Pursuing Eloquence

Revising has long been a common practice among composers. J. S. Bach made changes as a matter of course when making a new copy of a work. Chopin revised habitually, even marking changes on published versions of his compositions.

Several composers whose music I love reworked some of their compositions over periods lasting years. Berlioz, for example, based his Damnation of Faust on a work he had composed 17 years earlier. Tchaikovsky completed the final version of Romeo and Juliet 20 years after the premiere of the first. Stravinsky made revisions for various reasons, including numerous changes and additions of detail in his orchestrations. Mahler revised most of his symphonies extensively.

Such decisions to revise usually stem from a persistent pursuit of eloquence.

More Élan

After I began writing librettos and operas, I increasingly approached my work with a dramatist’s frame of mind (as discussed in On Theater.) The more experience I gained working from within a theatrical perspective, the more I wished that I had composed and orchestrated some of my earlier works with more élan—with more vivid exteriorizing of fervor.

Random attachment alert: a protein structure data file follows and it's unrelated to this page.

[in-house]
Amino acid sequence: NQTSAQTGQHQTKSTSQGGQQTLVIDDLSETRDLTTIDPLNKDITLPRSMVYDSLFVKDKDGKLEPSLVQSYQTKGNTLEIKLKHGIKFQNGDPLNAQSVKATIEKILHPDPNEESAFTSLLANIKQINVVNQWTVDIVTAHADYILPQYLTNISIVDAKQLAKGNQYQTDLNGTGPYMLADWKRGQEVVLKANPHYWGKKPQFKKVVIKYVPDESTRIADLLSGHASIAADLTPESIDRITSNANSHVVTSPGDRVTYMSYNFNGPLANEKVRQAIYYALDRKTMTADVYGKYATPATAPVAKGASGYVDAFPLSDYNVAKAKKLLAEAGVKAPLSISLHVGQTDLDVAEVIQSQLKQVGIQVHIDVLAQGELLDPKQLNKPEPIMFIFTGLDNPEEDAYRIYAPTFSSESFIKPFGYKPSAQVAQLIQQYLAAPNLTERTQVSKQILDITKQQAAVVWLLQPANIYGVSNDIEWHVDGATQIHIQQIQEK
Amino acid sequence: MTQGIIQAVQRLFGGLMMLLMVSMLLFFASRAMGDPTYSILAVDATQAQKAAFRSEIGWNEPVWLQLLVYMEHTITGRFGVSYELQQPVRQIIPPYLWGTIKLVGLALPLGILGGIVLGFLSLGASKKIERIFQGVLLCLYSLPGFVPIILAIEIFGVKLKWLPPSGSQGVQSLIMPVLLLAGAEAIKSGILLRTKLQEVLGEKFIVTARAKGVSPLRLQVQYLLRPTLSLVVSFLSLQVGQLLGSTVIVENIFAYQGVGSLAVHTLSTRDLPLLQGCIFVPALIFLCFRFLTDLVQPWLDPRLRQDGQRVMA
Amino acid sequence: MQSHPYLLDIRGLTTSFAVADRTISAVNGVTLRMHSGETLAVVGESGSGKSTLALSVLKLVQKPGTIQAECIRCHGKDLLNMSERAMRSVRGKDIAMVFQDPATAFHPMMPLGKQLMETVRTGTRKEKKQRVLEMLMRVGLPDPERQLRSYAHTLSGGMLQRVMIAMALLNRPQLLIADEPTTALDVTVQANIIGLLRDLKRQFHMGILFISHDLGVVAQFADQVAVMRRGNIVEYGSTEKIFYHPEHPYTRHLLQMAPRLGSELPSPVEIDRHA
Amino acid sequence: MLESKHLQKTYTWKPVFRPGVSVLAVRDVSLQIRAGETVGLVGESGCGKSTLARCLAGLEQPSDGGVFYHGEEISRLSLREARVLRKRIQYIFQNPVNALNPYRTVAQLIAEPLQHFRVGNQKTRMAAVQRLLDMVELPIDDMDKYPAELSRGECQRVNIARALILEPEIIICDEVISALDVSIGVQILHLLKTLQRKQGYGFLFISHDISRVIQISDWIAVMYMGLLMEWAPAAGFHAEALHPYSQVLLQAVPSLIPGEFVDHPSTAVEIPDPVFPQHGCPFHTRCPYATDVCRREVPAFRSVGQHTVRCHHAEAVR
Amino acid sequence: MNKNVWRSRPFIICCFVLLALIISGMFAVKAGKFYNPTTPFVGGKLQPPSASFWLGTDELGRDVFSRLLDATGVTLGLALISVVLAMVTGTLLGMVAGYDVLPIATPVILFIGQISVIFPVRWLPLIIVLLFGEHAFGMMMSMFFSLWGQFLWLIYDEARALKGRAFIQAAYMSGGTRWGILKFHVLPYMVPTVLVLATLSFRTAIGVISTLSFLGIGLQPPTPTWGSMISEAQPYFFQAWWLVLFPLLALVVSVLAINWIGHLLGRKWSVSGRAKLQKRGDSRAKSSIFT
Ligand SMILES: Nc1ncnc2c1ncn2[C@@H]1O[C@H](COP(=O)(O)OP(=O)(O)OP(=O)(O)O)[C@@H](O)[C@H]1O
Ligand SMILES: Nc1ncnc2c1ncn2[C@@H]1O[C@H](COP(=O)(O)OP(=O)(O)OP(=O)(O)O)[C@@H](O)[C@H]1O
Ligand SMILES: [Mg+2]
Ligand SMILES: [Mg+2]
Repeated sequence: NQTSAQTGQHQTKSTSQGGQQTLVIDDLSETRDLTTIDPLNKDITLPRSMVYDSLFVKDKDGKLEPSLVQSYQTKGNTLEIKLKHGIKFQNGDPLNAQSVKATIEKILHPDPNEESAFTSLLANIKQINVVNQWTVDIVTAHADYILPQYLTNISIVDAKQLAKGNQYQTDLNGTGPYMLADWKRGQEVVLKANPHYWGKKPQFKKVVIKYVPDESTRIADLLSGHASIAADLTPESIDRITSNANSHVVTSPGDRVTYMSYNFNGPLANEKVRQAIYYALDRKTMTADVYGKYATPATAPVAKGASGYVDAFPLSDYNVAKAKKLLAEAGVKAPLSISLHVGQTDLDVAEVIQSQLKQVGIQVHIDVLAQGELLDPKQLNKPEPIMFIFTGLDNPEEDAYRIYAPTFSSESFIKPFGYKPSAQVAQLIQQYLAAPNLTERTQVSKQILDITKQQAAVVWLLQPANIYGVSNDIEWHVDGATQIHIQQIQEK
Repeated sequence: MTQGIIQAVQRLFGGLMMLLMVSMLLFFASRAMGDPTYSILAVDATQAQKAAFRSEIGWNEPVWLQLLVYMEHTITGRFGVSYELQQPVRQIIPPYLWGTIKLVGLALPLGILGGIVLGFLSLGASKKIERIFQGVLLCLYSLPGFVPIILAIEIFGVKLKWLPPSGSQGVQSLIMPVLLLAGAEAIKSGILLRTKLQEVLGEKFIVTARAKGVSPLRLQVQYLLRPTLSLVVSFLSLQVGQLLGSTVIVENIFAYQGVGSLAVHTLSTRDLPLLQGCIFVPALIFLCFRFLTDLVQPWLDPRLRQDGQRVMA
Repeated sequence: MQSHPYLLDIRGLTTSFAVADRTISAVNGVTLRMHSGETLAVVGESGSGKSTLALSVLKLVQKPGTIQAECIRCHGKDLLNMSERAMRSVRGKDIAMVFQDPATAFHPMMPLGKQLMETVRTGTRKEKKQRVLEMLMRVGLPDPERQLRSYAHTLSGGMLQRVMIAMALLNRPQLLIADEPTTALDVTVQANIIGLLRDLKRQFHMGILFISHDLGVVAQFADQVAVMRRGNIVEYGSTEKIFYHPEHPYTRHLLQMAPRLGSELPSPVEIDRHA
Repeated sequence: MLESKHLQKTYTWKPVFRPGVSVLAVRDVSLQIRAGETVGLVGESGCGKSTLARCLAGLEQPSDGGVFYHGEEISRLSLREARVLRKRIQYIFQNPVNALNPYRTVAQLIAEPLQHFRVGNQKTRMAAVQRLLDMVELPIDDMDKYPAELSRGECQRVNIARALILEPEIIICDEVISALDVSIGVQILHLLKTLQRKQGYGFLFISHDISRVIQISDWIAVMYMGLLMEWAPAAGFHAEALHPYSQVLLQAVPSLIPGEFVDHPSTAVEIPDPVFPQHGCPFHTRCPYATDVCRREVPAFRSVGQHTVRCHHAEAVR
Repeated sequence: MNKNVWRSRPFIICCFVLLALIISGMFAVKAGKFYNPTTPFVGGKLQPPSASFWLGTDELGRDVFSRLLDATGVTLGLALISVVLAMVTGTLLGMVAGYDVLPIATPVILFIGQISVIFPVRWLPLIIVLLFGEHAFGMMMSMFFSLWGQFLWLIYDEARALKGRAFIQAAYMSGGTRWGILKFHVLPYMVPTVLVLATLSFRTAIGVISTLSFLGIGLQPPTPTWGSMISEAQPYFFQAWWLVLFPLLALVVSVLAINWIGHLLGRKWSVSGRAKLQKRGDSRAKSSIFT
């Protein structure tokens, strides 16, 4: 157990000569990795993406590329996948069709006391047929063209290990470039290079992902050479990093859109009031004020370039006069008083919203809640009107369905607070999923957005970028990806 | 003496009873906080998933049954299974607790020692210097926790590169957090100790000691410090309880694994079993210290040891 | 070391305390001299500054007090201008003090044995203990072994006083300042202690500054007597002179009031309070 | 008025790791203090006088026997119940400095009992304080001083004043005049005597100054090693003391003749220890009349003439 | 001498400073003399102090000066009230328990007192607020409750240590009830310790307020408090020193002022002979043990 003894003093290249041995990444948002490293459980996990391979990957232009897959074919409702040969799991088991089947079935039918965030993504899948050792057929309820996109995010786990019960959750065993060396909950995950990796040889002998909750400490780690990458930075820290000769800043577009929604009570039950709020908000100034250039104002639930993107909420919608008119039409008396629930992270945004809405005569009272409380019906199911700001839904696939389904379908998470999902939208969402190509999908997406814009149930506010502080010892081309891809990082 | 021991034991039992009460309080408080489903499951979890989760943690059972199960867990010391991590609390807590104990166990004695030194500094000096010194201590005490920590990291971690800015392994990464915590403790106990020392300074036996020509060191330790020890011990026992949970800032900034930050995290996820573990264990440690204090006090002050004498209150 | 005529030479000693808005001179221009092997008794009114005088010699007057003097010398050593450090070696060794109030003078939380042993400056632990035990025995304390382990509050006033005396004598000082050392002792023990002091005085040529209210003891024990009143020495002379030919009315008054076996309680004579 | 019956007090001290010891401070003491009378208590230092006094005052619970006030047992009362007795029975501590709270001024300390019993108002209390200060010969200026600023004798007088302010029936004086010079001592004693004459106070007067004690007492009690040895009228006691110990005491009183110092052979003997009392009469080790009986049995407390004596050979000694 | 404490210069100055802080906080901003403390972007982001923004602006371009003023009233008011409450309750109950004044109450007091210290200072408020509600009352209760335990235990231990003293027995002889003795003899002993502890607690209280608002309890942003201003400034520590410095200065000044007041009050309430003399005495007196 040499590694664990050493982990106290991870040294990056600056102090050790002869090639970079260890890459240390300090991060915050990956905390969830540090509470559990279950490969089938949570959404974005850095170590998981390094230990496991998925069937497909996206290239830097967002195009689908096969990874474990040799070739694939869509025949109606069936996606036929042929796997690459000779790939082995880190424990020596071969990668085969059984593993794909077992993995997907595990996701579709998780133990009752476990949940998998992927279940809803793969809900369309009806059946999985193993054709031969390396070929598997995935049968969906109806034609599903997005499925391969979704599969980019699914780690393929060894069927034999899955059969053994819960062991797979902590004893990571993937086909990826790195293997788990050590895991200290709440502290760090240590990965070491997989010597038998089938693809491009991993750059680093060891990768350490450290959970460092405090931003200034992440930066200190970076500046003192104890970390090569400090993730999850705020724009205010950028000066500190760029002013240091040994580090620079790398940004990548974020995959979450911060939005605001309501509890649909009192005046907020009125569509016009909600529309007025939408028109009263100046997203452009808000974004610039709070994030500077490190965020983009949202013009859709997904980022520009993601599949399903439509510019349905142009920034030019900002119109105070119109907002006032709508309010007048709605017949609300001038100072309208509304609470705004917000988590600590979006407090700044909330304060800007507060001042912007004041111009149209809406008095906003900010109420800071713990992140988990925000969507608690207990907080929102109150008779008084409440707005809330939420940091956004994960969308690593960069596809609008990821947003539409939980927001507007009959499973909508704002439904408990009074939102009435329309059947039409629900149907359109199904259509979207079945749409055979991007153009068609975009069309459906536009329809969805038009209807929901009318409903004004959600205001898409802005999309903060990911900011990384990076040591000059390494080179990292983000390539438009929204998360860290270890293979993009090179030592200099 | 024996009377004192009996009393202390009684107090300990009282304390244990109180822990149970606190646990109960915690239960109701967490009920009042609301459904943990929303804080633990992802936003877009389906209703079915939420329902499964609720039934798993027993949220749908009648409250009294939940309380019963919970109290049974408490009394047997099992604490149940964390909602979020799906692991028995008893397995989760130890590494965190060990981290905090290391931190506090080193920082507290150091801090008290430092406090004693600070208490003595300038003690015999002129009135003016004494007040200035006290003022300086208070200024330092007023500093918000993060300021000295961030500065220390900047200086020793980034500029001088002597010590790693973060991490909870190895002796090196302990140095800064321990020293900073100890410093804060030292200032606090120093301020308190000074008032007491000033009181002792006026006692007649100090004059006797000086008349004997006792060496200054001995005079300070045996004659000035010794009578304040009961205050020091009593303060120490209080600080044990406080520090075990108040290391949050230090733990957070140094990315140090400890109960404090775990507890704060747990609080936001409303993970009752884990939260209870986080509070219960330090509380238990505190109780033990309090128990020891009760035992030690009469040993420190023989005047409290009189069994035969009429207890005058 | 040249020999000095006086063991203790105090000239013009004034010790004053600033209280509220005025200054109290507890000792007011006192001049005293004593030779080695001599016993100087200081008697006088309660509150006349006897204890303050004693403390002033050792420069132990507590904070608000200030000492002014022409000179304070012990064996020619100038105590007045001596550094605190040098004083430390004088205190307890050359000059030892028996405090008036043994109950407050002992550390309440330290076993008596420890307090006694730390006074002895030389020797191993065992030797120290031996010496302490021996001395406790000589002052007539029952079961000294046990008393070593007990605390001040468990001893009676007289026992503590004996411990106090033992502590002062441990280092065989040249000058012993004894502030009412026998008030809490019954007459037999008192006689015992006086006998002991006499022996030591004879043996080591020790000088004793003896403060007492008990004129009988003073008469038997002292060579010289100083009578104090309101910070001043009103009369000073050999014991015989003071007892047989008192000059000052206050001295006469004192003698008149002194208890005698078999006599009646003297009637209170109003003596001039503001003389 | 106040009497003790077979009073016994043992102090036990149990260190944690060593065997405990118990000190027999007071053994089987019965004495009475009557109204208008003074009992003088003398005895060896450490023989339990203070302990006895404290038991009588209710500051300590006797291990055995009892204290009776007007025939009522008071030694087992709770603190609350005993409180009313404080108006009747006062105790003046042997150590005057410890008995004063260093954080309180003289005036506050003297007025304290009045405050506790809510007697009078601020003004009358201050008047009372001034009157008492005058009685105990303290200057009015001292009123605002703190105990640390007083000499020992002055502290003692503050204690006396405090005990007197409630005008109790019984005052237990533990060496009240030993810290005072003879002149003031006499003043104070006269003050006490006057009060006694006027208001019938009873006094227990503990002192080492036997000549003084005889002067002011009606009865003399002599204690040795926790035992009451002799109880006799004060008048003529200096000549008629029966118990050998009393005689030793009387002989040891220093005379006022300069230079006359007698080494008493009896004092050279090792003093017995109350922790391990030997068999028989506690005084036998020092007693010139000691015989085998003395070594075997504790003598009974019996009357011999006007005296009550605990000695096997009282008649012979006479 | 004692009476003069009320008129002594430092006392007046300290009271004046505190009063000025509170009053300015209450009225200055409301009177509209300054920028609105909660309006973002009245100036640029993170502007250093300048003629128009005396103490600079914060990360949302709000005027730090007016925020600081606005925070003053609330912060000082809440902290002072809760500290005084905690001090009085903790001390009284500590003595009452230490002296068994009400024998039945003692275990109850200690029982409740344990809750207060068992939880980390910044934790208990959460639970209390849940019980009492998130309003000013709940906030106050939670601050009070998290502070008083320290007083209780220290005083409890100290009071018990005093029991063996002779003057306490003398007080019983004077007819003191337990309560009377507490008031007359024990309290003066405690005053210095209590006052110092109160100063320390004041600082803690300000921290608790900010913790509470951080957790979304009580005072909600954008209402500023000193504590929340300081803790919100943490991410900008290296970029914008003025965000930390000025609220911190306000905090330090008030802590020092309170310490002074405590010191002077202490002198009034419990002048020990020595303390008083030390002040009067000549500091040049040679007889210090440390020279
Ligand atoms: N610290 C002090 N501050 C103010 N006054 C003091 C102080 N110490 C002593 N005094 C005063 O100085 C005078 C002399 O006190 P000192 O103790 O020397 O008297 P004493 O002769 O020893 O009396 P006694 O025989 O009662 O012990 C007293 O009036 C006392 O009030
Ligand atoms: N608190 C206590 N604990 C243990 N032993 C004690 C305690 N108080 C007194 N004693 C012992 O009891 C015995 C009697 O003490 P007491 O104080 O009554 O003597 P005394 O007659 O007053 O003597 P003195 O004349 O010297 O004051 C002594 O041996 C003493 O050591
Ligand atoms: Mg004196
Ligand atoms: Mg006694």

By the late 1990s, working in the theater had given me considerable experience making revisions. After that I was surprised to find that if I looked at one of my earlier orchestral scores, I often found myself spontaneously revising passages in my head—mentally hearing them performed differently than the way I had originally imagined them.

These differences might be subtle changes in texture, orchestration, or rhythmic detail. But these differences seemed telling in terms of expression, and sometimes I could not resist revising the earlier score so that the notation matched the music the way I was now hearing it in my more unbridled imagination.

In some cases small revisions triggered others, and a few changes cascaded into an extensive reworking of the entire score. If I eventually found myself approaching this reworking using a new poetic or theatrical concept, then the revisions often included substantial structural changes, and sometimes a new title.